Altruism Today

The Economist debate on The Global Elite. This house believes the global elite serve the masses.

February 20th, 2011  |  Source:

Many of today's global elite—which our Special Report of January 22nd defines as those "with enough brains, money or influence to affect the lives of large numbers of others"—have become influential by doing clever things, such as inventing (or finding ways to popularise) things that make many people's lives better. However, some argue that many members of the elite—for instance, those in the financial sector—have profited from rules, whether on financial-sector bonuses or income-tax rates, that they have had a hand in deciding. And as the very rich have done far better than everyone else over the past couple of decades, inequality within countries has exploded. Should we accept, even laud, this inequality as the logical result of the greater rewards for brilliance in a globalised world? Or is it right to worry about its less savoury origins and decry its possibly disruptive consequences?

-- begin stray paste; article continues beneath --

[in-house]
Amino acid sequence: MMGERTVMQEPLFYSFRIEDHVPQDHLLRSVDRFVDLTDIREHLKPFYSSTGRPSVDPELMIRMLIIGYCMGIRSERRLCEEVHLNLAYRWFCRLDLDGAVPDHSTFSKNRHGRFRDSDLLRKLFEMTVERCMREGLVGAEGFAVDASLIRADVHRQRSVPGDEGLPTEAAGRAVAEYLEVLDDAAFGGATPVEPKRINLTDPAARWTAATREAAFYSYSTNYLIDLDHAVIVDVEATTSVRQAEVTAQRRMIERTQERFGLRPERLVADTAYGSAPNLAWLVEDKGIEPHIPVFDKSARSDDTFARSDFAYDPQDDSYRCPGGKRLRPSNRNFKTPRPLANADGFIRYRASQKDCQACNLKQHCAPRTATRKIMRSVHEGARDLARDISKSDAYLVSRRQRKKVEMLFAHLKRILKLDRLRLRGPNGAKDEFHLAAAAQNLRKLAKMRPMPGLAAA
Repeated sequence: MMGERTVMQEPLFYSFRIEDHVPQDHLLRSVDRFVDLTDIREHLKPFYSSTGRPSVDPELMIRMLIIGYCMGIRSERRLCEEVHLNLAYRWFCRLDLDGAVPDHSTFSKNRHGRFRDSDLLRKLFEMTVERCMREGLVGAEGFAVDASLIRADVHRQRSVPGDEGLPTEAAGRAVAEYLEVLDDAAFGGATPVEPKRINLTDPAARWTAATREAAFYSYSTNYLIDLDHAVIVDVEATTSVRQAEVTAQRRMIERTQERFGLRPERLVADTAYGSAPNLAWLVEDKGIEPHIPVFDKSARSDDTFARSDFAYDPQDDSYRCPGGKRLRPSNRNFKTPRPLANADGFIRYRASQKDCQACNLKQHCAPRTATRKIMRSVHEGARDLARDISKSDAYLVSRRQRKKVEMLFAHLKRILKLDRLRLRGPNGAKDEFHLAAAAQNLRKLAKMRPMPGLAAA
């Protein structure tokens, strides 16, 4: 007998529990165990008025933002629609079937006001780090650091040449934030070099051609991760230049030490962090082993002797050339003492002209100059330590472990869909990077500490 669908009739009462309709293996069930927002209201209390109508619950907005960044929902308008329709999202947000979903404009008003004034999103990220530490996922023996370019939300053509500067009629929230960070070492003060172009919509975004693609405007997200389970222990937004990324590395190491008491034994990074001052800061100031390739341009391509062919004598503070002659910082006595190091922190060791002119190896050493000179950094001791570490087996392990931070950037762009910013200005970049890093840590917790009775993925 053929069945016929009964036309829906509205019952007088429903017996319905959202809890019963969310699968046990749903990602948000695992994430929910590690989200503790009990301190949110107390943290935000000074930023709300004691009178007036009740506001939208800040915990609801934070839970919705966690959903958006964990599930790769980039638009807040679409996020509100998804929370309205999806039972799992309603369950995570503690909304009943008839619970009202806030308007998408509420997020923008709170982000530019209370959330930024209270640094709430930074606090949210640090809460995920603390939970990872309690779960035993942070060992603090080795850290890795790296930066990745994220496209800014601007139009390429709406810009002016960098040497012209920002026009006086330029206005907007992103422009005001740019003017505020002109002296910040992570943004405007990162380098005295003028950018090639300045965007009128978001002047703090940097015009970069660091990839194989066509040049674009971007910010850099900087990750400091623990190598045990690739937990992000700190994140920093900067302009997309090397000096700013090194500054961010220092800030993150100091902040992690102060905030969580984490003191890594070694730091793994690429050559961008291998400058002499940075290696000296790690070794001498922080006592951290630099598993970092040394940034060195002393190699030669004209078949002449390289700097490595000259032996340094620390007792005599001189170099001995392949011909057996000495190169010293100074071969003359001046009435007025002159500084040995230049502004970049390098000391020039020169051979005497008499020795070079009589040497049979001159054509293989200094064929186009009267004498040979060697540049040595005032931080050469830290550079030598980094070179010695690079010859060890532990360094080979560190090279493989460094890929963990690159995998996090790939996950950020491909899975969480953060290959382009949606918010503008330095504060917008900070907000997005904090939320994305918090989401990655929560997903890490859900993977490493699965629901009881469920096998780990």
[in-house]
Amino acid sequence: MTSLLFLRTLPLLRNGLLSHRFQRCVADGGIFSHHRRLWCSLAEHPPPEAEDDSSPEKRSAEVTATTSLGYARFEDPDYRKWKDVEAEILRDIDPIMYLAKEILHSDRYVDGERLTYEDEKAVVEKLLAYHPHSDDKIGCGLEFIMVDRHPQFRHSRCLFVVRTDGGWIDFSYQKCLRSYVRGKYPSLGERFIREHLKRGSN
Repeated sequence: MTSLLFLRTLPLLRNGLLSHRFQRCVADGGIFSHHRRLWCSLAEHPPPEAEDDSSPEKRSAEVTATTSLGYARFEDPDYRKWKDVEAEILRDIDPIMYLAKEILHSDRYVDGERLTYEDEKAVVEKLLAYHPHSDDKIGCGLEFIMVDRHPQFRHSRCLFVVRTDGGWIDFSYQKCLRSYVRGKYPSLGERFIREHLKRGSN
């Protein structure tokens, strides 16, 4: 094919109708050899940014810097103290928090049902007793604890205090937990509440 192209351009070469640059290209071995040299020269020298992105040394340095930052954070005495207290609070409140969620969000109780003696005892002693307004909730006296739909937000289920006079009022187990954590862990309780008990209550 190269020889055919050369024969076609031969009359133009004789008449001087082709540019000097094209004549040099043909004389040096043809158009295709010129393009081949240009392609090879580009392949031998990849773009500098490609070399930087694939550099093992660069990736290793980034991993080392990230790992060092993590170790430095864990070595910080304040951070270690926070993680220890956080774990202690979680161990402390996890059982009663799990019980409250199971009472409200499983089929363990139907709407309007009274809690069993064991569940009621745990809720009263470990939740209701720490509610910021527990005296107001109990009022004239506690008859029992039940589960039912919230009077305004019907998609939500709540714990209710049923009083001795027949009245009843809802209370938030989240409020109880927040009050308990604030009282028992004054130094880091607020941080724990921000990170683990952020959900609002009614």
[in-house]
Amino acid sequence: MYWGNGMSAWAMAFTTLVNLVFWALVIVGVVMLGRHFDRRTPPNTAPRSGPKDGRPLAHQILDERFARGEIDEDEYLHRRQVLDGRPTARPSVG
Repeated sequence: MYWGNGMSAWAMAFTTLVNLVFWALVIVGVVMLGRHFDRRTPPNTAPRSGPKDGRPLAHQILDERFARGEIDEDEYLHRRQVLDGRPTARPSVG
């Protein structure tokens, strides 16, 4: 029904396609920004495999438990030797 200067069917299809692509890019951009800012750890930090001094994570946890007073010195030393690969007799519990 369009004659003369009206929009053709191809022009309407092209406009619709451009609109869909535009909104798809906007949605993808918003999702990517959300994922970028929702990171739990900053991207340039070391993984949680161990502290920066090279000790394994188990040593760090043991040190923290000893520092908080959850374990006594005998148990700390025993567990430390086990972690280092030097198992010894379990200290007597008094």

Representing the sides

Defending the motion

Jamie Whyte  

Journalist/author and head of research and publishing, Oliver Wyman Financial Services

Voluntary transactions benefit both parties. If they did not, they would not happen. In a free market, everyone serves those they deal with. Anyone who gets rich must have done others a lot of service.



Against the motion

Daniel Ben-Ami  

Journalist and author of "Ferraris For All: In defence of economic progress"

From the 1970s onwards the Western elite have retreated from the notion of progress. Although they pay lip service to economic and social advance they have become strikingly ambivalent in practice.


Admitting Failure

February 9th, 2011  |  Source: